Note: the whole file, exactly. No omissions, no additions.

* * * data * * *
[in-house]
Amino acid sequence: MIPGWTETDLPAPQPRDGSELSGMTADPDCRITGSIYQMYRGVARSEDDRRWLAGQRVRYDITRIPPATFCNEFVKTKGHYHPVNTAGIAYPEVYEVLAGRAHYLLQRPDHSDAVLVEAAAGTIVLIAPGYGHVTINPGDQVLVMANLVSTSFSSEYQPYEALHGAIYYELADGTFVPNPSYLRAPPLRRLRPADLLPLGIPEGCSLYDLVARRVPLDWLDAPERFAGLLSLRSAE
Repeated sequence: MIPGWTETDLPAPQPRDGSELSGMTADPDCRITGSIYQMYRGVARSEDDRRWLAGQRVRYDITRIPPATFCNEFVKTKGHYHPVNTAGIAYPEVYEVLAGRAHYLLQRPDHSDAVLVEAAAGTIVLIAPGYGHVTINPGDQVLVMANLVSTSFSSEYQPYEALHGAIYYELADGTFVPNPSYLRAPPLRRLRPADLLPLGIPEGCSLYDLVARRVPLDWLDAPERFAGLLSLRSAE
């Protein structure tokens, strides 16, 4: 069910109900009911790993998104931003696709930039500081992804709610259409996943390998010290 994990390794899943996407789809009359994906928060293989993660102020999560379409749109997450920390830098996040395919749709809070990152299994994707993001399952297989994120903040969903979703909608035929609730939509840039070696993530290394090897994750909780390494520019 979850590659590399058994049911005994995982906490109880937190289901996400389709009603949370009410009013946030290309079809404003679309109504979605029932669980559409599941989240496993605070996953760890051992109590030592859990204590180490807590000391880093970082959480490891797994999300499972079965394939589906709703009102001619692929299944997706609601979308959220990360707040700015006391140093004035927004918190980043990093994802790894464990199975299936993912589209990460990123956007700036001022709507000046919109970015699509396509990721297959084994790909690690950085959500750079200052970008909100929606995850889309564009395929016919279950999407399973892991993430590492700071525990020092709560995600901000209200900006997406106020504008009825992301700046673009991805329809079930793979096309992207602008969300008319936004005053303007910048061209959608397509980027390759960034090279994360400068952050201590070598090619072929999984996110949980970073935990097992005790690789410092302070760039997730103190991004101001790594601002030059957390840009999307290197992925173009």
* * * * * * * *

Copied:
[in-house]
Amino acid sequence: MIPGWTETDLPAPQPRDGSELSGMTADPDCRITGSIYQMYRGVARSEDDRRWLAGQRVRYDITRIPPATFCNEFVKTKGHYHPVNTAGIAYPEVYEVLAGRAHYLLQRPDHSDAVLVEAAAGTIVLIAPGYGHVTINPGDQVLVMANLVSTSFSSEYQPYEALHGAIYYELADGTFVPNPSYLRAPPLRRLRPADLLPLGIPEGCSLYDLVARRVPLDWLDAPERFAGLLSLRSAE
Repeated sequence: MIPGWTETDLPAPQPRDGSELSGMTADPDCRITGSIYQMYRGVARSEDDRRWLAGQRVRYDITRIPPATFCNEFVKTKGHYHPVNTAGIAYPEVYEVLAGRAHYLLQRPDHSDAVLVEAAAGTIVLIAPGYGHVTINPGDQVLVMANLVSTSFSSEYQPYEALHGAIYYELADGTFVPNPSYLRAPPLRRLRPADLLPLGIPEGCSLYDLVARRVPLDWLDAPERFAGLLSLRSAE
């Protein structure tokens, strides 16, 4: 069910109900009911790993998104931003696709930039500081992804709610259409996943390998010290 994990390794899943996407789809009359994906928060293989993660102020999560379409749109997450920390830098996040395919749709809070990152299994994707993001399952297989994120903040969903979703909608035929609730939509840039070696993530290394090897994750909780390494520019 979850590659590399058994049911005994995982906490109880937190289901996400389709009603949370009410009013946030290309079809404003679309109504979605029932669980559409599941989240496993605070996953760890051992109590030592859990204590180490807590000391880093970082959480490891797994999300499972079965394939589906709703009102001619692929299944997706609601979308959220990360707040700015006391140093004035927004918190980043990093994802790894464990199975299936993912589209990460990123956007700036001022709507000046919109970015699509396509990721297959084994790909690690950085959500750079200052970008909100929606995850889309564009395929016919279950999407399973892991993430590492700071525990020092709560995600901000209200900006997406106020504008009825992301700046673009991805329809079930793979096309992207602008969300008319936004005053303007910048061209959608397509980027390759960034090279994360400068952050201590070598090619072929999984996110949980970073935990097992005790690789410092302070760039997730103190991004101001790594601002030059957390840009999307290197992925173009």